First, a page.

Mon Nov 16 09:08am EST
Bill Belichick's swagger and arrogance helped the New England Patriots to three Super Bowl titles earlier this decade. Sunday night, those attributes put a big dent in the team's quest for a fourth.
Nursing a six-point lead with 2:08 to go, Belichick decided to go for it on fourth-and-2 from his own 28 instead of punting the ball and making Peyton Manning(notes) and the Indianapolis Colts go 80 yards for the score. The fourth-down play failed, the Colts took over possession and scored with ease, winning their ninth straight game to start the season and getting in the driver's seat for home-field advantage in the AFC.
Personally, I appreciated the call when it happened, mainly because I like watching teams take risks. But this wasn't the spot to go all-in. It was too risky.
You go for it on the Colts' 38, not your own 28. That would be daring, but not stupid. Going for it from your own 28 fits both categories. A 70 percent fourth-down success rate (which is about what the Patriots have had in the past five years) is a good bet most of the time, but not if 30 percent of the time puts Peyton Manning eight yards away from the red zone after the two-minute warning.
Punting would have put Peyton about 80 yards away, so there still would have been plenty of time for him to march down the field and get the game-winning touchdown. But there would have been plenty of work left to do. When the Pats failed to get the first down, it felt like the Colts had already scored that TD even though they were 28 yards away. I don't think anyone involved in that game thought any differently. The mental aspect of it was huge. It wasn't just that the Patriots gave Peyton the ball back, it's that they were mentally defeated the instant they did.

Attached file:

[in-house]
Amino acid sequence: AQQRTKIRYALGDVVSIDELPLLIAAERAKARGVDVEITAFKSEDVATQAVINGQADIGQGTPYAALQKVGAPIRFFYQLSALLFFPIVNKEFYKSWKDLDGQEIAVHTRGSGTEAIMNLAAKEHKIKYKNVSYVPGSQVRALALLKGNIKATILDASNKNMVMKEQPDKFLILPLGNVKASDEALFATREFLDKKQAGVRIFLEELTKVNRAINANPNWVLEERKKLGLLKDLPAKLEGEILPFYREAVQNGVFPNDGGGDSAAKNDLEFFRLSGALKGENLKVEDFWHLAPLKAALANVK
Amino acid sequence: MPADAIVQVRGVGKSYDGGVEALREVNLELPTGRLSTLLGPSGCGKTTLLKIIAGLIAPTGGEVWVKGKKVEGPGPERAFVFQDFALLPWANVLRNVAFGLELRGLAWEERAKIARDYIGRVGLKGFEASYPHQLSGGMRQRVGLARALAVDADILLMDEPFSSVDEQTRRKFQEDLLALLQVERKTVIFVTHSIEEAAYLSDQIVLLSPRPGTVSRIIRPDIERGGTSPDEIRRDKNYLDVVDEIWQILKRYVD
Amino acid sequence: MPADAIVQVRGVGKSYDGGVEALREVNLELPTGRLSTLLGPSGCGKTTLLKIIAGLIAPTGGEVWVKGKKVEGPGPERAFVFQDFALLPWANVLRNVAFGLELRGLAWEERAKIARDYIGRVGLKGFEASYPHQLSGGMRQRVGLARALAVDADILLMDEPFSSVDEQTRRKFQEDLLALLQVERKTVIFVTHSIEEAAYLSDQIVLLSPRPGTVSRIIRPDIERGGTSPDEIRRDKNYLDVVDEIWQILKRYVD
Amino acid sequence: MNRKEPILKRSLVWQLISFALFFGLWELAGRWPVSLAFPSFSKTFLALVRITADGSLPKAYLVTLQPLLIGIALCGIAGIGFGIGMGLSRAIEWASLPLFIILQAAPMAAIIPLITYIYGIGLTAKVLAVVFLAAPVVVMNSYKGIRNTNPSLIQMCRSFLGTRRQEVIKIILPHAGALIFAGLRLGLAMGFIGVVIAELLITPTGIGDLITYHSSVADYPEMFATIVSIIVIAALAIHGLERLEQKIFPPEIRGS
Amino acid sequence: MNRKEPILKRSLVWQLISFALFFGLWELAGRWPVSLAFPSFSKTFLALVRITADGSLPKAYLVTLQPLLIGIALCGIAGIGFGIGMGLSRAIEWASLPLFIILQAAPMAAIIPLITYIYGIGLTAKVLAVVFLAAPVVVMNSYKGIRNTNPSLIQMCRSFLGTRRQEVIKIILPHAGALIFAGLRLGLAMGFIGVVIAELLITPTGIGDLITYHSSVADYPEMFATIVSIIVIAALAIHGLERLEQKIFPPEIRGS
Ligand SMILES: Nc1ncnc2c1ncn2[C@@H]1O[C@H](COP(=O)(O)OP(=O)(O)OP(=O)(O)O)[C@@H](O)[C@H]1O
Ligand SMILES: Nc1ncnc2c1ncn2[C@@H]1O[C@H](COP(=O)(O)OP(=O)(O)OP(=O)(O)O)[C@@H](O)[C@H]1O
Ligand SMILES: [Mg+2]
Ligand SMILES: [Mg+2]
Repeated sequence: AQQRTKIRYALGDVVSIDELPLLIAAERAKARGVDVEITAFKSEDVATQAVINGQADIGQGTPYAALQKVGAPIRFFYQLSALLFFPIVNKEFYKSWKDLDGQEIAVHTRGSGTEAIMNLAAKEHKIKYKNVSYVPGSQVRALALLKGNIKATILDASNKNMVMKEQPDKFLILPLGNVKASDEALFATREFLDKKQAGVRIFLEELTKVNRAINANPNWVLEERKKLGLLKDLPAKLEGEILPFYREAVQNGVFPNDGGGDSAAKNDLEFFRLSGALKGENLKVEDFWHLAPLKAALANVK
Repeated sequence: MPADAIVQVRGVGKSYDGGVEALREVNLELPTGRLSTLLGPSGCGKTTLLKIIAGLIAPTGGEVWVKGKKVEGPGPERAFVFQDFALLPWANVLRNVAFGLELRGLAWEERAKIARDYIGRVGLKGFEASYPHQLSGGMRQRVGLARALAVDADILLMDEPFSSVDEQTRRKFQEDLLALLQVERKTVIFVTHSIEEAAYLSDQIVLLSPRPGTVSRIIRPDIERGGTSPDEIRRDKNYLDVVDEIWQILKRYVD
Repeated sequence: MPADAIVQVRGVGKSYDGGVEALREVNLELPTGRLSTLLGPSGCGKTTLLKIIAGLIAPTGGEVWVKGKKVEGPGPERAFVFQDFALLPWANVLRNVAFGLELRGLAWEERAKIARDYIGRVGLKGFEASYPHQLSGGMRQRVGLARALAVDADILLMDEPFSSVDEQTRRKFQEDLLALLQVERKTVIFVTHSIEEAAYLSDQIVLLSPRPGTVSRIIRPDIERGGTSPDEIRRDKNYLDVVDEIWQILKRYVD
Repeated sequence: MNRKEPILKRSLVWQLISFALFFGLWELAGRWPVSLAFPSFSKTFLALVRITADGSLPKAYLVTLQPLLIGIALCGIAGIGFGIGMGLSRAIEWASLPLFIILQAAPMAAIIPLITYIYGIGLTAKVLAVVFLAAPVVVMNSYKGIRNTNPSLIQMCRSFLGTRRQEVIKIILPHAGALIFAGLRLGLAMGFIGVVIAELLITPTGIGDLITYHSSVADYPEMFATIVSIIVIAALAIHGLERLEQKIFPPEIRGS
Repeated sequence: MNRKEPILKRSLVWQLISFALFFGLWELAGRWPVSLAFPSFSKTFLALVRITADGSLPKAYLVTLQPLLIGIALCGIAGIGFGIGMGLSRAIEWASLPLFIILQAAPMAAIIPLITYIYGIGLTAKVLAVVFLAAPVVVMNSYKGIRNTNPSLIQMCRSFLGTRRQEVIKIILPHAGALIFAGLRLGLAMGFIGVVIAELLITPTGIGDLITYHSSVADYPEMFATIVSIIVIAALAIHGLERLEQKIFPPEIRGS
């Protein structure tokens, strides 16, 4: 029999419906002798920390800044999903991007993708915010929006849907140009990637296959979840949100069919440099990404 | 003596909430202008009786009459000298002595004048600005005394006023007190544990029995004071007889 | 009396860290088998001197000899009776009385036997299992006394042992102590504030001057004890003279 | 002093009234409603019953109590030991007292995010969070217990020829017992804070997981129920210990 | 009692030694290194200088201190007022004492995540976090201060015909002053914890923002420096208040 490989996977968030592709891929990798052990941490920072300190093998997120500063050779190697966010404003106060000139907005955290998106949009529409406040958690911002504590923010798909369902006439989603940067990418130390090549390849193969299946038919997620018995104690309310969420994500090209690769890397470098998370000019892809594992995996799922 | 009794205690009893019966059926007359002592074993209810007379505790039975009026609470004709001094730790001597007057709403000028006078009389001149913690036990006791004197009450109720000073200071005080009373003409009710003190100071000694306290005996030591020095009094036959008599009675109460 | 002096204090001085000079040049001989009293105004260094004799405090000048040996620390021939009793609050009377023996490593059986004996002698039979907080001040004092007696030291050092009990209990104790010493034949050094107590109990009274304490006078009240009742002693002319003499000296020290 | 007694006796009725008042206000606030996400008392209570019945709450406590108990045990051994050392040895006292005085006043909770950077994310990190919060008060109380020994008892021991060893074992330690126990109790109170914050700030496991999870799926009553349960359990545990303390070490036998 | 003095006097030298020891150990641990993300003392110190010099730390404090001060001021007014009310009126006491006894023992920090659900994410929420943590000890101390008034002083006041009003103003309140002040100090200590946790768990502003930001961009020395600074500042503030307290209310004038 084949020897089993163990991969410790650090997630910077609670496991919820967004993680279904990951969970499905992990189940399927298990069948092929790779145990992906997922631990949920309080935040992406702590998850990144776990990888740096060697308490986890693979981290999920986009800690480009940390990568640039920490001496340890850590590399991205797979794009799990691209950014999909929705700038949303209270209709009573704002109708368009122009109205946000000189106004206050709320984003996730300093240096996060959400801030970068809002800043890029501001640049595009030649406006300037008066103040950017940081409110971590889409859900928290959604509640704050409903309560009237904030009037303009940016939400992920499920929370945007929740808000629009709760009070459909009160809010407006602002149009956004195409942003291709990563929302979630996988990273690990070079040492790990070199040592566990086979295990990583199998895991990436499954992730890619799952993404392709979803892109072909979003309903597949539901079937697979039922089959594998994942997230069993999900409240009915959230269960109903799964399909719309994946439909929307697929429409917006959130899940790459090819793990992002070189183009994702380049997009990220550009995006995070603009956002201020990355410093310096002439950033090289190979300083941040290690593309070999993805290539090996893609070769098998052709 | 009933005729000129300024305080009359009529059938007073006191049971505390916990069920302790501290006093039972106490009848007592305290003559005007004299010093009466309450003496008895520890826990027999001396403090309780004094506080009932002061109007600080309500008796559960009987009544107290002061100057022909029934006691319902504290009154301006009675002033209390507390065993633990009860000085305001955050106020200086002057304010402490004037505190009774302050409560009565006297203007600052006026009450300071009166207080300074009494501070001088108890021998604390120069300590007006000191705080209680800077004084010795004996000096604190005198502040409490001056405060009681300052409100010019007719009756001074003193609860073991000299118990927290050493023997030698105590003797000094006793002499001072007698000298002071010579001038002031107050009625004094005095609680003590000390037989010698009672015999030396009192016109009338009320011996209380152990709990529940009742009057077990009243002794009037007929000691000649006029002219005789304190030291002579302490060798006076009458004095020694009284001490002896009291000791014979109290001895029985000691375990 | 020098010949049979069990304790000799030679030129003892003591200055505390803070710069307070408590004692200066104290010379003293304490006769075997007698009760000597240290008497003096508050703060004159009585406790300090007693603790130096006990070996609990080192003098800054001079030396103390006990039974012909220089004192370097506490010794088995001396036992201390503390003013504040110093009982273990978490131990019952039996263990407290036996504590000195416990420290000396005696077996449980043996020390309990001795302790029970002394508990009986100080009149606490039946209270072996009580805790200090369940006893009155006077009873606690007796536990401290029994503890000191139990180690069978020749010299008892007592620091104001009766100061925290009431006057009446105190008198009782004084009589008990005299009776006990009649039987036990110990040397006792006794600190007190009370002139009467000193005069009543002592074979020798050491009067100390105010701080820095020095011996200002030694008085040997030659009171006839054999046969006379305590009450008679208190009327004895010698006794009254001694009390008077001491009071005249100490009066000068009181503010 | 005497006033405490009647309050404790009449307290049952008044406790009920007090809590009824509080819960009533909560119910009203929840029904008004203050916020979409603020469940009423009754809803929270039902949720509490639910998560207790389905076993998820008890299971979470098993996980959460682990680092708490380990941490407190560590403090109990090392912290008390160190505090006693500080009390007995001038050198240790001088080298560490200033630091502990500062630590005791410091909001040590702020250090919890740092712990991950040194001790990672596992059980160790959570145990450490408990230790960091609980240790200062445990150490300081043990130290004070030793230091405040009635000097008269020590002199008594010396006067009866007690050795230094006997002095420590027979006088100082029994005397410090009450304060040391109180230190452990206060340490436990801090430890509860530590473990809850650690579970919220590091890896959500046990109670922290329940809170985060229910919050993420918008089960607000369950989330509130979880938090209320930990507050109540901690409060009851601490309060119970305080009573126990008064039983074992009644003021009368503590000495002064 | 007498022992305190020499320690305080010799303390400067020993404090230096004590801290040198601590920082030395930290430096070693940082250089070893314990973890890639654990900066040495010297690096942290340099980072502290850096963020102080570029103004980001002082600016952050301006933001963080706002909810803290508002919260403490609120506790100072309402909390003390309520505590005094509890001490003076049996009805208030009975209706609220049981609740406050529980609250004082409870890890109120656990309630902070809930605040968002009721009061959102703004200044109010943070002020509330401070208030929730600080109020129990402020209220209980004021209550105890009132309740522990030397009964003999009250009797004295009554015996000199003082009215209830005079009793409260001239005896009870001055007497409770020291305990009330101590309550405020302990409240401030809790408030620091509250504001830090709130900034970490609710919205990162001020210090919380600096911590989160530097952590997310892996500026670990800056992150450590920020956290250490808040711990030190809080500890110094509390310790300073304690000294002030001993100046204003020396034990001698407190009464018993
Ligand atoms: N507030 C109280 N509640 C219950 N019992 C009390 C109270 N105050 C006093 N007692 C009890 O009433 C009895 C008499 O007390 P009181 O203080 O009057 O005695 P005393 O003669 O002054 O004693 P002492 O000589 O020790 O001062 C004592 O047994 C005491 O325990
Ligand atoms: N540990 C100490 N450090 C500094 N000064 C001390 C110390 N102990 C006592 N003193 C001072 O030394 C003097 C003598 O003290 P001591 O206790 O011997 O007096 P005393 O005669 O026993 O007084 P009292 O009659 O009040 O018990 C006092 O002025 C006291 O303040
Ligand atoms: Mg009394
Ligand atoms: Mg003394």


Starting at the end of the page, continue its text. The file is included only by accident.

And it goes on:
Heck, maybe that was the case before the play too. The Pats have always embraced Belichick's swagger, but when the call came in to go for fourth-and-2 from their own 28, it wouldn't have surprised me if a few thought, "wait ... what?!" to themselves before breaking the huddle. Suddenly, the team isn't as confident as it once would have been.
After the game former Pats safety Rodney Harrison(notes) said on NBC that going for it was the "worst decision" he's ever seen Belichick make. Tony Dungy, normally one to hedge his criticisms of former colleagues, said the Pats "had to punt in that situation." It was the kind of call that's so bad that if it was made by your friend during a game of Madden, you'd say, "come on, play for real."
The post-game chatter all put the blame squarely on Belichick (and he admitted to it), but NBC cameras captured Brady saying something to Belichick before the play that caused the coach to smirk and give one of those "that's not a bad idea ..." smiles. It was a bad idea ... a really bad idea. It may have worked and it may have won the game, but its failure almost assured a loss.
When his career is done, Bill Belichick will go down as one of the greatest coaches in NFL history. You wouldn't know it from watching the fourth quarter last night.
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